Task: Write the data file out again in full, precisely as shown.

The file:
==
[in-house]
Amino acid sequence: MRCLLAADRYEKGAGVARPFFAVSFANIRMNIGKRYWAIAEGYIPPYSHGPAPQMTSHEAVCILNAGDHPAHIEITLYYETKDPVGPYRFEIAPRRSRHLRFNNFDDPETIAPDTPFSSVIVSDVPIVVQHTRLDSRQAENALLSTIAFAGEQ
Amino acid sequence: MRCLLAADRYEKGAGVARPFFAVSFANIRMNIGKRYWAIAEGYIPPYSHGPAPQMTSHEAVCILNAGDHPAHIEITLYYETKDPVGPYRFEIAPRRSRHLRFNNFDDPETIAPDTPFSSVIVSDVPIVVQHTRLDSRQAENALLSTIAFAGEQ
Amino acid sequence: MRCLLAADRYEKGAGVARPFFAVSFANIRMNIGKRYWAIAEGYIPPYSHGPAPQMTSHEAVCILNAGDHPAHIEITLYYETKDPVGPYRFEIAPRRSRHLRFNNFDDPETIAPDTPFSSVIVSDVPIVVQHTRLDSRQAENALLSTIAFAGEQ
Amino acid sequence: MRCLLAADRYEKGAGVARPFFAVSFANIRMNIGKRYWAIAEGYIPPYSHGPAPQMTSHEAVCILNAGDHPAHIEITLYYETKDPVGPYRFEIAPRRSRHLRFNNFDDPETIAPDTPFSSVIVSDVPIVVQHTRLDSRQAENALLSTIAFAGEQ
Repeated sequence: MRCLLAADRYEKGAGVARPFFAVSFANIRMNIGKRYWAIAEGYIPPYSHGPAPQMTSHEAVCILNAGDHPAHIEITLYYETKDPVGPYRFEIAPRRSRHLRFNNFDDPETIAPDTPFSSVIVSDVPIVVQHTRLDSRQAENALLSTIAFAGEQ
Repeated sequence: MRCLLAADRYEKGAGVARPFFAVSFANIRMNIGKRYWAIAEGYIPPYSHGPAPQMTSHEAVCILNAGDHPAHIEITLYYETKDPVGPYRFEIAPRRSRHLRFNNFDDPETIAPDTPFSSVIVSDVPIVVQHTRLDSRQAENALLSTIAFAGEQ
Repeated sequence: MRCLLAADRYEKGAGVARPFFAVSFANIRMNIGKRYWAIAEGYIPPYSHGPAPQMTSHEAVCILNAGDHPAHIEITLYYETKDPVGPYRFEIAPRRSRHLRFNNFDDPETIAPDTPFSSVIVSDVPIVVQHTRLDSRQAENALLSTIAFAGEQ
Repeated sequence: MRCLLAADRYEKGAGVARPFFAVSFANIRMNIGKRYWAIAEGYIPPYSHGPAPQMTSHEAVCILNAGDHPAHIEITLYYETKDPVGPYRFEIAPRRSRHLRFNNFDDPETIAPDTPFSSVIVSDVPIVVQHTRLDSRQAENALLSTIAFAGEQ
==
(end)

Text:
[in-house]
Amino acid sequence: MRCLLAADRYEKGAGVARPFFAVSFANIRMNIGKRYWAIAEGYIPPYSHGPAPQMTSHEAVCILNAGDHPAHIEITLYYETKDPVGPYRFEIAPRRSRHLRFNNFDDPETIAPDTPFSSVIVSDVPIVVQHTRLDSRQAENALLSTIAFAGEQ
Amino acid sequence: MRCLLAADRYEKGAGVARPFFAVSFANIRMNIGKRYWAIAEGYIPPYSHGPAPQMTSHEAVCILNAGDHPAHIEITLYYETKDPVGPYRFEIAPRRSRHLRFNNFDDPETIAPDTPFSSVIVSDVPIVVQHTRLDSRQAENALLSTIAFAGEQ
Amino acid sequence: MRCLLAADRYEKGAGVARPFFAVSFANIRMNIGKRYWAIAEGYIPPYSHGPAPQMTSHEAVCILNAGDHPAHIEITLYYETKDPVGPYRFEIAPRRSRHLRFNNFDDPETIAPDTPFSSVIVSDVPIVVQHTRLDSRQAENALLSTIAFAGEQ
Amino acid sequence: MRCLLAADRYEKGAGVARPFFAVSFANIRMNIGKRYWAIAEGYIPPYSHGPAPQMTSHEAVCILNAGDHPAHIEITLYYETKDPVGPYRFEIAPRRSRHLRFNNFDDPETIAPDTPFSSVIVSDVPIVVQHTRLDSRQAENALLSTIAFAGEQ
Repeated sequence: MRCLLAADRYEKGAGVARPFFAVSFANIRMNIGKRYWAIAEGYIPPYSHGPAPQMTSHEAVCILNAGDHPAHIEITLYYETKDPVGPYRFEIAPRRSRHLRFNNFDDPETIAPDTPFSSVIVSDVPIVVQHTRLDSRQAENALLSTIAFAGEQ
Repeated sequence: MRCLLAADRYEKGAGVARPFFAVSFANIRMNIGKRYWAIAEGYIPPYSHGPAPQMTSHEAVCILNAGDHPAHIEITLYYETKDPVGPYRFEIAPRRSRHLRFNNFDDPETIAPDTPFSSVIVSDVPIVVQHTRLDSRQAENALLSTIAFAGEQ
Repeated sequence: MRCLLAADRYEKGAGVARPFFAVSFANIRMNIGKRYWAIAEGYIPPYSHGPAPQMTSHEAVCILNAGDHPAHIEITLYYETKDPVGPYRFEIAPRRSRHLRFNNFDDPETIAPDTPFSSVIVSDVPIVVQHTRLDSRQAENALLSTIAFAGEQ
Repeated sequence: MRCLLAADRYEKGAGVARPFFAVSFANIRMNIGKRYWAIAEGYIPPYSHGPAPQMTSHEAVCILNAGDHPAHIEITLYYETKDPVGPYRFEIAPRRSRHLRFNNFDDPETIAPDTPFSSVIVSDVPIVVQHTRLDSRQAENALLSTIAFAGEQ